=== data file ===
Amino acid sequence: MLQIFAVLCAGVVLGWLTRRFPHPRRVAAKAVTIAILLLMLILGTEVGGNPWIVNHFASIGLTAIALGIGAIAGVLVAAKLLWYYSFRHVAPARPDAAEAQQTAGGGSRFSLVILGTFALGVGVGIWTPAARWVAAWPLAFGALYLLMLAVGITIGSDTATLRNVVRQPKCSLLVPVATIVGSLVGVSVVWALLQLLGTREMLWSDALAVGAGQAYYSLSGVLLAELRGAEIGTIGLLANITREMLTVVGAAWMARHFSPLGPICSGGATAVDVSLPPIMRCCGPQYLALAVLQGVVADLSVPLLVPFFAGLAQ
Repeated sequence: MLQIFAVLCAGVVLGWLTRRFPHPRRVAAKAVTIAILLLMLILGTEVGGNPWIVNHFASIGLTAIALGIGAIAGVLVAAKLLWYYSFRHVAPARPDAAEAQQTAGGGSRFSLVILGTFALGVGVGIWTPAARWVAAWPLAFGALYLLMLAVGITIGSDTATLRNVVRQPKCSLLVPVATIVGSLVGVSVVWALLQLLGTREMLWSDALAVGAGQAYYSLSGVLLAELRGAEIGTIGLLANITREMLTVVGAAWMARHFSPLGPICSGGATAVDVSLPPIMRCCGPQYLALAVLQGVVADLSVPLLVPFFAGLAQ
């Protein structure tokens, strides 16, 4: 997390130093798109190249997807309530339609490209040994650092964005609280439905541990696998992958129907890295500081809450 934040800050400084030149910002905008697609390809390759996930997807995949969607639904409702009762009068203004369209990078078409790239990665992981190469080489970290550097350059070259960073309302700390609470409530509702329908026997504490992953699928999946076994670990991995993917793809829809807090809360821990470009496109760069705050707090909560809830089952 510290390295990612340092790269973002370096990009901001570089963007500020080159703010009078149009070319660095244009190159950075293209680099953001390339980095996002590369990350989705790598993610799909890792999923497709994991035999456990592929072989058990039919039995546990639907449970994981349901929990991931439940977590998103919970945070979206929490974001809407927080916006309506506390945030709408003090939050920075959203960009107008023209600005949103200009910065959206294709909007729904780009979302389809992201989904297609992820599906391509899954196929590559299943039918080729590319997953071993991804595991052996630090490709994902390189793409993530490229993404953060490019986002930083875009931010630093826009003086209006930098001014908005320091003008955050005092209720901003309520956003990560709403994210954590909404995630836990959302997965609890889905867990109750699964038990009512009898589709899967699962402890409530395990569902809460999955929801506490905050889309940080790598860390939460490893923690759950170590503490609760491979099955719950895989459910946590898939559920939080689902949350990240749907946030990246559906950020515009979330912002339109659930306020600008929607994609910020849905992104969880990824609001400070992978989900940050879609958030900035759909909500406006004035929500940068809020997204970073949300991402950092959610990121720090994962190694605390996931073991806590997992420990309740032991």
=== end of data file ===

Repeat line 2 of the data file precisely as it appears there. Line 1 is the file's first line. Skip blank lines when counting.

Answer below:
Repeated sequence: MLQIFAVLCAGVVLGWLTRRFPHPRRVAAKAVTIAILLLMLILGTEVGGNPWIVNHFASIGLTAIALGIGAIAGVLVAAKLLWYYSFRHVAPARPDAAEAQQTAGGGSRFSLVILGTFALGVGVGIWTPAARWVAAWPLAFGALYLLMLAVGITIGSDTATLRNVVRQPKCSLLVPVATIVGSLVGVSVVWALLQLLGTREMLWSDALAVGAGQAYYSLSGVLLAELRGAEIGTIGLLANITREMLTVVGAAWMARHFSPLGPICSGGATAVDVSLPPIMRCCGPQYLALAVLQGVVADLSVPLLVPFFAGLAQ